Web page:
Each week, we’re asking different writers, artists and others to share some of their current favorites. This week we feature picks from Tanzila “Taz” Ahmed.
1. Thuggee Cult
I “discovered” the Los Angeles-based group Thuggee Cult when producing the album Beats for Bangladesh: A Benefit Album in Solidarity with the Garment Workers of Rana Plaza, a project of Mishthi Music. Named after the roaming gang of bandits, their beats are fresh like a cracked pomegranate and their lyrics have enough subversiveness to make Edward Said proud and Miss America haters fall to their knees in confusion. And, of course, for the subaltern to twerk.
Listen to their track “Thomas Friedman and the Orientalist Express” on the Beats for Bangladesh album and stream their latest EP Can the Subaltern Freak? whenever you want.
2. Bong Mom’s Cookbook by Sandeepa Mukherjee Datta
When my Mom died two years ago, I became obsessed with trying cooking Bangladeshi food — because it reminded me of her. “Trying” being the key word here — I had taken note of none of her recipes before her passing. And unfortunately, the “Indian” food you find in popular Indian cookbooks for Americans was missing the fish, mustard oil, and spices that reminded me of my mother’s Bangladeshi cooking. During frantic googling I stumbled upon Bong Mom’s Cookbook, a blog by Sandeepa Datta, a Bengali mother in New York who was trying to capture the taste of her home, with an American twist.
Not fusion, Sandeepa’s recipes take into consideration the foods you can find easily in the US, the busy schedule of American living, healthier recipe adjustments to the classics and the finicky tastes of children. All her recipes are laced with beautiful narratives of, well, everyday life. Not exotic travel or motherland lust.
I was delighted to learn that her blog was turned into a book, and I ordered it as soon as I could. The book reads like a novel with recipes interspersed. It tangibly reminds me how Bengalis love mustard oil mashed veggies, milky sweet doi, fresh greens with shrimp for flavor, and fish curry (fried first Calcutta-style). Not a month goes by where I don’t visit her website for recipes of the current season. I highly recommend the book — especially if you are a newbie cook like myself.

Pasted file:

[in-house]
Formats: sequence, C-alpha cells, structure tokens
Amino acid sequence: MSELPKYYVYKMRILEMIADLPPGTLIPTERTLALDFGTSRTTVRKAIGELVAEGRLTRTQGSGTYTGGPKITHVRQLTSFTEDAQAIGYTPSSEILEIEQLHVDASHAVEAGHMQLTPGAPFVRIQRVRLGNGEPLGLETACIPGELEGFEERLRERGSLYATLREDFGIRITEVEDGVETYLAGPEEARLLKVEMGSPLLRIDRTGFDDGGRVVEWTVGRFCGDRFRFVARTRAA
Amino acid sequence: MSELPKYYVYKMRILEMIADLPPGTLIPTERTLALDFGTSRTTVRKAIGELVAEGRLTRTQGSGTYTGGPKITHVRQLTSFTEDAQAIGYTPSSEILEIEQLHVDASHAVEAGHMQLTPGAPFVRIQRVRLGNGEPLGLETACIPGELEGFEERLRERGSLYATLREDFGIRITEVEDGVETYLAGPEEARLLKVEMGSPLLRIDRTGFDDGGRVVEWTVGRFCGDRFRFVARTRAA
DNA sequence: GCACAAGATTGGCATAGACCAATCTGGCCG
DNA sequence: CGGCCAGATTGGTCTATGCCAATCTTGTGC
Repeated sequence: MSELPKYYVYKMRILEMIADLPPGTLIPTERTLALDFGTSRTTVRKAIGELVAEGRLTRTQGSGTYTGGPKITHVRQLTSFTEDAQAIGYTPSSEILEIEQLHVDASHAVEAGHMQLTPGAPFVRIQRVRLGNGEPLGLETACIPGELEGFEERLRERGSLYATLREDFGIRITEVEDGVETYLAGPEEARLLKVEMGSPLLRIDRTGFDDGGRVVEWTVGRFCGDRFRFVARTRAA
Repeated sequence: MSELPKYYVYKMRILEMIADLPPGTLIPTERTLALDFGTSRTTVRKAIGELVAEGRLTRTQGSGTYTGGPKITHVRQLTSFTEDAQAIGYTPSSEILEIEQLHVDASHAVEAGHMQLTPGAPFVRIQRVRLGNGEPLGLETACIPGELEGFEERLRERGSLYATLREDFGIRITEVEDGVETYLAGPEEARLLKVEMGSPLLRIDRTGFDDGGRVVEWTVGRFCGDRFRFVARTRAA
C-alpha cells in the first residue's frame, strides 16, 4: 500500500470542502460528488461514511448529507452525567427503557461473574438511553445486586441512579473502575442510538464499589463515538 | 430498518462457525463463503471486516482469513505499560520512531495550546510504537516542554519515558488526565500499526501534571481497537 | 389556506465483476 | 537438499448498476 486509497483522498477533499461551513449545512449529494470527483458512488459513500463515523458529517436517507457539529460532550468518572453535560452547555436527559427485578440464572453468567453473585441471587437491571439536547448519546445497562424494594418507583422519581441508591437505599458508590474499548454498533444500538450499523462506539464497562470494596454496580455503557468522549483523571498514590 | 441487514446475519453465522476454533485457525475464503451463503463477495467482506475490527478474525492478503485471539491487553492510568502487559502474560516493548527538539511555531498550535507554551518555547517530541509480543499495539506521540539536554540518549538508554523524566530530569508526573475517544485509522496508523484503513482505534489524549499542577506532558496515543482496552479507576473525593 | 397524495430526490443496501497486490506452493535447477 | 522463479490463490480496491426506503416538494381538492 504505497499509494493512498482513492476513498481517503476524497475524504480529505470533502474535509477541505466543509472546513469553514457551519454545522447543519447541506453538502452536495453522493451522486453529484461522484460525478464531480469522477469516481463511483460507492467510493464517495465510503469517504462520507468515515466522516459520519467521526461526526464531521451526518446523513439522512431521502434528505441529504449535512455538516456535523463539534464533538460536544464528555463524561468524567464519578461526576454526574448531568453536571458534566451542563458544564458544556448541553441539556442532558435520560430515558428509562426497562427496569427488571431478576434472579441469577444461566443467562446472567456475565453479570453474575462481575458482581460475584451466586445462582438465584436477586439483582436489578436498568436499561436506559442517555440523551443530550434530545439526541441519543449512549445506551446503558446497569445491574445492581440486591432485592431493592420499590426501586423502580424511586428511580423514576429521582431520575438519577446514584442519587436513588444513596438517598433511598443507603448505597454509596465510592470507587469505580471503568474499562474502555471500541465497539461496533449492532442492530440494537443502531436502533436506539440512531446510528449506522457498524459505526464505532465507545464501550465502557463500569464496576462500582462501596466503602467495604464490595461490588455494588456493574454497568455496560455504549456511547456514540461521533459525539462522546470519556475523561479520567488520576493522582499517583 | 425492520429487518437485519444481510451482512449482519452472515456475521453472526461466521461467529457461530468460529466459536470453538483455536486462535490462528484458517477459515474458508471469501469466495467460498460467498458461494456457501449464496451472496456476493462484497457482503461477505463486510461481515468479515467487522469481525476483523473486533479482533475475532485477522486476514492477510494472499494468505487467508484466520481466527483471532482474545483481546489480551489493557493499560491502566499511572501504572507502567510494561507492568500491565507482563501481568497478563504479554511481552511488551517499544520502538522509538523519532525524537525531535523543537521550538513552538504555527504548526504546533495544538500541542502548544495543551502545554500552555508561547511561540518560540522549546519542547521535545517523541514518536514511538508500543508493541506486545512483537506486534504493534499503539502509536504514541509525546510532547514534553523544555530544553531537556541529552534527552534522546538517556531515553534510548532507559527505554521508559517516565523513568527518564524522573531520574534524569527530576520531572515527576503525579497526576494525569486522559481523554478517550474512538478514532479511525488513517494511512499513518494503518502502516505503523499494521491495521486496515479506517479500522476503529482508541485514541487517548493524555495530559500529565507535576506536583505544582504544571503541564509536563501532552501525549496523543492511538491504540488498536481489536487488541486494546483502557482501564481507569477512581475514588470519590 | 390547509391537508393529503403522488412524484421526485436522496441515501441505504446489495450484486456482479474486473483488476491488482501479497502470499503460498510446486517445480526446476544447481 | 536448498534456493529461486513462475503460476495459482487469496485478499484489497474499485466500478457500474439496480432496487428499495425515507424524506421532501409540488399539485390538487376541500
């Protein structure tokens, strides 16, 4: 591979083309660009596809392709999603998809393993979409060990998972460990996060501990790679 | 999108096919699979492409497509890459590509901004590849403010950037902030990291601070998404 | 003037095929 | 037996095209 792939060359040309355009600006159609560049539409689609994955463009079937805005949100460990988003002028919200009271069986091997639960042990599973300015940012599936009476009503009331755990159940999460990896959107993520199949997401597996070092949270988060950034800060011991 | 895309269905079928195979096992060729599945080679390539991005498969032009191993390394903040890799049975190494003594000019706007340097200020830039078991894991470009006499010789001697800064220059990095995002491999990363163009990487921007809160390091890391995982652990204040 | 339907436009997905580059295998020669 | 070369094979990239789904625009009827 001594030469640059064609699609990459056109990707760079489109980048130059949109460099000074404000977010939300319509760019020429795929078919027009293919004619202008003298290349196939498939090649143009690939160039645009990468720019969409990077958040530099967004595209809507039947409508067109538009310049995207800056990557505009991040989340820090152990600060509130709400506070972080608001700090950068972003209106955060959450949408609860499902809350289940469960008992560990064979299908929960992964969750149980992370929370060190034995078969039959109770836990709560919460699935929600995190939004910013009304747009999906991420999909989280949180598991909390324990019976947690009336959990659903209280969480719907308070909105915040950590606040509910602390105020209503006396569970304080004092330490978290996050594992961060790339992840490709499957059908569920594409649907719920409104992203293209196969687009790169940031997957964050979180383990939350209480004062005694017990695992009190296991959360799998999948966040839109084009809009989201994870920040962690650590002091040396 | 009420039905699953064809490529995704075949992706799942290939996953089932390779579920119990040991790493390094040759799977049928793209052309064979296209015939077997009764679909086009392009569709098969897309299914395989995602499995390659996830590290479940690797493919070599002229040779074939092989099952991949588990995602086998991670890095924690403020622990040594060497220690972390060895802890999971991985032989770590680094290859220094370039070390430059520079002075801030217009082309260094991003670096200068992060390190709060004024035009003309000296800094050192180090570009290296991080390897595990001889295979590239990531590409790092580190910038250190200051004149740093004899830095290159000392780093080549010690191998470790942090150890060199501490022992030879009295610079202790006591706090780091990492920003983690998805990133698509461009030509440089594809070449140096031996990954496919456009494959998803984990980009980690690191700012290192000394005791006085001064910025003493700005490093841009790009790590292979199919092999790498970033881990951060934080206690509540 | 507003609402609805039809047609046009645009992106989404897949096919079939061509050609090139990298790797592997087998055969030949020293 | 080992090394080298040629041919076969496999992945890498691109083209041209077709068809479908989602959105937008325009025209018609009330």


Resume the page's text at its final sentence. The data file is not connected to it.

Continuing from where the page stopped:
3. Nisha Sembi and Khushboo Gulati
I’ve been procrastinating from writing lately by taking a paintbrush to the raw skateboard. My art has been directly inspired by two artistic muses — both young Desi Californian women that incorporate henna patterns into street culture.
The first is Nisha Sembi of Kalakari Collective, a Bay Area street artist who sprays, tags, and stencils whatever she can. She’s recently been showing her work internationally, from London to Mumbai to Oakland. Check out her site and watch this video and tell me you’re not impressed.
The second artist, Khushboo Gulati, I met in 2011 when she came as a teenager to a camp I organized at called Bay Area Solidarity Summer (BASS). She was the only one to take advantage of our graffiti wall. Since then, she’s blossomed into an amazing artist who incorporates feminist social justice themes into her colorful henna-patterned pieces. Follow her art on her Kalisherni tumblr.
4. Totally Radical Muslims
It takes an ’80s kid to crack a sly smile at the sound of the words “Totally Radical Muslims” all stringed together. Side pony tails on hijabs, neon doubled socks under burkas, and Hypercolored prayer mats are NOT what you will find within the pages of a Totally Radical Muslims zine. This month, the “TRM” released a second volume, a zine full of poetry and prose from Muslims on the margins with the themes of Karbala and Resistance. Volume 1’s theme was Islamophobia.
Does the term “radical Muslim” get you filled with FOX-fueled frenzied paranoia? Relax. These kids are a collective of Oakland based Muslims who started creating zines to confront, share, name and re-imagine experiences of Islamophobia. Pick up Karbala Fired Resistance Stories at www.totallyradicalmuslims.com, or if you’re in Los Angeles, come to the Night of Open Mic, Poetry & Prose release party for the zine on October 11 at 7:30 p.m. at The Last Bookstore downtown. I’ll be hosting.
Tanzila “Taz” Ahmed is an activist, storyteller, and politico based in California and currently works as the voter engagement manager at Asian Americans Advancing Justice – Los Angeles. She also organizes with BASS and South Asians for Justice. A long-time writer for Sepia Mutiny, she was published in the anthology Love, Inshallah: The Secret Love Lives of American Muslim Women, and in Totally Radical Muslims. Her projects include Mutinous Mind State and Mishthi Music. Find her rants at @tazzystar.